Bliss jumps feet-first into uninhibited sex, psychedelic drugs, and extreme violence practically from its opening moments, presenting its hedonistic heroine’s self-destructive lifestyle in such an immersive, stylistically audacious fashion that the audience feels dazed and exhausted watching her go. Friday Night Lights’ Dora Madison reinvents herself as Dezzy, a painter whose desperate desire for dopamine-fueled inspiration ends up leading her down a very dark path. We’re talking a “craves human blood and is repelled by sunlight” kind of dark, though the film carefully avoids indulging in vampiric cliché. (There wouldn’t be any room for it amid all the 16mm grit and blaring heavy metal.) Writer-director Joe Begos has bafflingly described Bliss as his most personal film to date—a confession that would make proud Abel Ferrara and Gaspar Noé, both heavy influences here. [Katie Rife]

Burning Cane


Try not to think about what you accomplished during your high school years while taking in the feature debut from the resourceful, prodigiously gifted Phillip Youmans. The New Orleans native was only 16 when he started production on this “faith-based drama”—a description reclaimed here after a decade of Pure Flix sermons perverting its meaning. Youmans turns a critical, mature eye on the Southern Baptist traditions with which he grew up, training his lens on a congregation and a reverend (Wendell Pierce, in a performance that deserved more attention than it got) who provides guidance and purpose to his flock while sometimes preaching intolerance. Burning Cane strikes a smart balance between exposing the failings of organized Christianity and conveying the precious value it holds to its adherents. It also announces the arrival of a talent on the cusp of both adulthood and a bright creative future. [Charles Bramesco]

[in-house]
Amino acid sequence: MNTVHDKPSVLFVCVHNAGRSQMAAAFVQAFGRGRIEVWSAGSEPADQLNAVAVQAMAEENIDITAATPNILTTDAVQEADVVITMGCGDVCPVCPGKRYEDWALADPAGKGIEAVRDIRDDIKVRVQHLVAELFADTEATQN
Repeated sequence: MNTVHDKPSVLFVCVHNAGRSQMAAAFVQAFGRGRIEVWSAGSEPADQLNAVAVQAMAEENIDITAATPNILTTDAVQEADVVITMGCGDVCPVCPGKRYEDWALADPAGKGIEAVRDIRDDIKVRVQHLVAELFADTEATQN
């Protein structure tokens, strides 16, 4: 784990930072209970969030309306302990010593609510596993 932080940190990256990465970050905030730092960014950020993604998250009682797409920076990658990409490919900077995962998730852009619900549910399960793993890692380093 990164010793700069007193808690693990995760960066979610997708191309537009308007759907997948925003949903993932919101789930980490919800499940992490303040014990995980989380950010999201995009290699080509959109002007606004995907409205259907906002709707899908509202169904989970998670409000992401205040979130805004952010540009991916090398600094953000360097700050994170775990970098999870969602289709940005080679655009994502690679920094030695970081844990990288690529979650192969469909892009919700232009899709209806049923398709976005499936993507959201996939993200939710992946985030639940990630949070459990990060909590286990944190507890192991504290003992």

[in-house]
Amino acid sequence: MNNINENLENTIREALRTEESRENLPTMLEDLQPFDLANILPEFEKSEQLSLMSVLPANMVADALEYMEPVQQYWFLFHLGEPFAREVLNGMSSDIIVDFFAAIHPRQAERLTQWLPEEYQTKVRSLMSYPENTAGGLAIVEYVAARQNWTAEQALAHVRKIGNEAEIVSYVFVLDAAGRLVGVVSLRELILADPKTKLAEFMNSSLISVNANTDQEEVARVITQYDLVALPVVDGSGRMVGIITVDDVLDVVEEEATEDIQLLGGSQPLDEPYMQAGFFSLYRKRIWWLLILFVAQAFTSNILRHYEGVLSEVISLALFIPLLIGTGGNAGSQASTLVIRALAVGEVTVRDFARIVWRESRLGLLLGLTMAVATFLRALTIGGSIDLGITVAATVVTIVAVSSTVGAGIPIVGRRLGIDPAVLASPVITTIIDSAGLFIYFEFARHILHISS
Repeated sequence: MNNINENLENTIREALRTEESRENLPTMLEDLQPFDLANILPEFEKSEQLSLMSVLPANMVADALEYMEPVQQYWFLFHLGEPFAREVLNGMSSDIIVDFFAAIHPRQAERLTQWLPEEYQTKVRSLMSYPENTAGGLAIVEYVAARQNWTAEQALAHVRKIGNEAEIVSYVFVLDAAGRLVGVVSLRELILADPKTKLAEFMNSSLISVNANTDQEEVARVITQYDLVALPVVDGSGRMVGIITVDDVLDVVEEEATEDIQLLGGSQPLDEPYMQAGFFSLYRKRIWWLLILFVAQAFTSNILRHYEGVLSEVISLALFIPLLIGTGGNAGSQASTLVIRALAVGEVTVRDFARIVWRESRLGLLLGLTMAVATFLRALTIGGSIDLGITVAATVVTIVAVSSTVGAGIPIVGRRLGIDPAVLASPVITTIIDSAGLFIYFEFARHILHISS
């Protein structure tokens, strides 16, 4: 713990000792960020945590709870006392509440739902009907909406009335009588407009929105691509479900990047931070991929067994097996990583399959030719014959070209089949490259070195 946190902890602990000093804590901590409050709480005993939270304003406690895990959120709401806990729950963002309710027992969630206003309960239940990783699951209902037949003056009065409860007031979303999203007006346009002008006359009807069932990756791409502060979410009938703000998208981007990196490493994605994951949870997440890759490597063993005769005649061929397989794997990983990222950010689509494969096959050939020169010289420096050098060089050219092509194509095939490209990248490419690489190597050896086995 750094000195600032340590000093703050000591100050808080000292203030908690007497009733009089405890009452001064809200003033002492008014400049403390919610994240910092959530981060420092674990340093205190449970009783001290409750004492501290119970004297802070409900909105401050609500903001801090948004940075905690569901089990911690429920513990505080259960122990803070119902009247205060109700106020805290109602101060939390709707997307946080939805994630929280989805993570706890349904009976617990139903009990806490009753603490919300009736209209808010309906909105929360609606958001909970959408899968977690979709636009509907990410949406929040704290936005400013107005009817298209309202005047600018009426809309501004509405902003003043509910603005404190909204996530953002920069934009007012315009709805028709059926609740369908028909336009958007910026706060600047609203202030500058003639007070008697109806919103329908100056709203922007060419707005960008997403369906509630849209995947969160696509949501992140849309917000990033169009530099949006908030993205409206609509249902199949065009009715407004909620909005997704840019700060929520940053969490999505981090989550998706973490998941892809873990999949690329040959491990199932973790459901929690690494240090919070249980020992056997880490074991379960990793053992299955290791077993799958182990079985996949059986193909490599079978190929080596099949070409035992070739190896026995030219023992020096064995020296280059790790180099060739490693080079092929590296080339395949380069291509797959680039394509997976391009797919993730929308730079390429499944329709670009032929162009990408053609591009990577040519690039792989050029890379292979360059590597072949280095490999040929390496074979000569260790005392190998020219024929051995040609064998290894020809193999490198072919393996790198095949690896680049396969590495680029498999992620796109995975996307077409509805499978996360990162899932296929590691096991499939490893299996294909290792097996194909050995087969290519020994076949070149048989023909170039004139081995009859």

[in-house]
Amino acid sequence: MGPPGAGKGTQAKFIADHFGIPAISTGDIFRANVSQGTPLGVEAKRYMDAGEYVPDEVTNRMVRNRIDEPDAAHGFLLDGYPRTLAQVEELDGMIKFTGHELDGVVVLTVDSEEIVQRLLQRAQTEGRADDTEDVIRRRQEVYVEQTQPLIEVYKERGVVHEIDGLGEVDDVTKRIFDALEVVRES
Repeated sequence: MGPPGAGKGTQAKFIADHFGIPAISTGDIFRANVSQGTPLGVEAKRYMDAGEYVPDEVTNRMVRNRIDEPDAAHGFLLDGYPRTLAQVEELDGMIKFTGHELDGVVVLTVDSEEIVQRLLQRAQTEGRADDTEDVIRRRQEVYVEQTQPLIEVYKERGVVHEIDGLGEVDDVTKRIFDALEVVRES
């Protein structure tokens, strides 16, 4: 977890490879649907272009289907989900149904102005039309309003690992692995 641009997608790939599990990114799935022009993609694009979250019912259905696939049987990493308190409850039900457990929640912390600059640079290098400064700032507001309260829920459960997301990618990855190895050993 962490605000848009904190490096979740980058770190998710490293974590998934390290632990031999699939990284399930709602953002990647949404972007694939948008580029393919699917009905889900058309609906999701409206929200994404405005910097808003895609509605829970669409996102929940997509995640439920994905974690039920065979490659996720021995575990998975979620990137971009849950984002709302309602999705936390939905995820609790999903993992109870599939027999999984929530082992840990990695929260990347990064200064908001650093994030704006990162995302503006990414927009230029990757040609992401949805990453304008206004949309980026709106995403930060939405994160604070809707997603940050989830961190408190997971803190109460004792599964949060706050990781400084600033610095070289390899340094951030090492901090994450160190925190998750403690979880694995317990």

Chained For Life

Select theaters now; digital platforms and Blu-ray January 7, 2020

Much of Aaron Schimberg’s small-scale showbiz satire plays like an indie version of Robert Altman’s The Player. But it’s in conversation, too, with Tod Browning’s Freaks, and the works of David Lynch, Alejandro Jodorowsky, and other filmmakers who toe the line between empathetic portrayals of disability and unadulterated exploitation. Under The Skin’s Adam Pearson, an actor with severe facial deformities caused by neurofibromatosis, plays Rosenthal, the second lead in a foreign director’s English-language debut, which also features many actors with disabilities in background parts. Although Rosenthal is treated well by his co-star, Mabel (Jess Weixler), he and the rest of the film-within-a-film’s disabled cast are subject to polite condescension through the veil of faux-woke politics. It’s a film about how the need for diversity can be exploited under the guise of good intentions. [Vikram Murthi]

The Chambermaid

Digital platforms, Starz, and DVD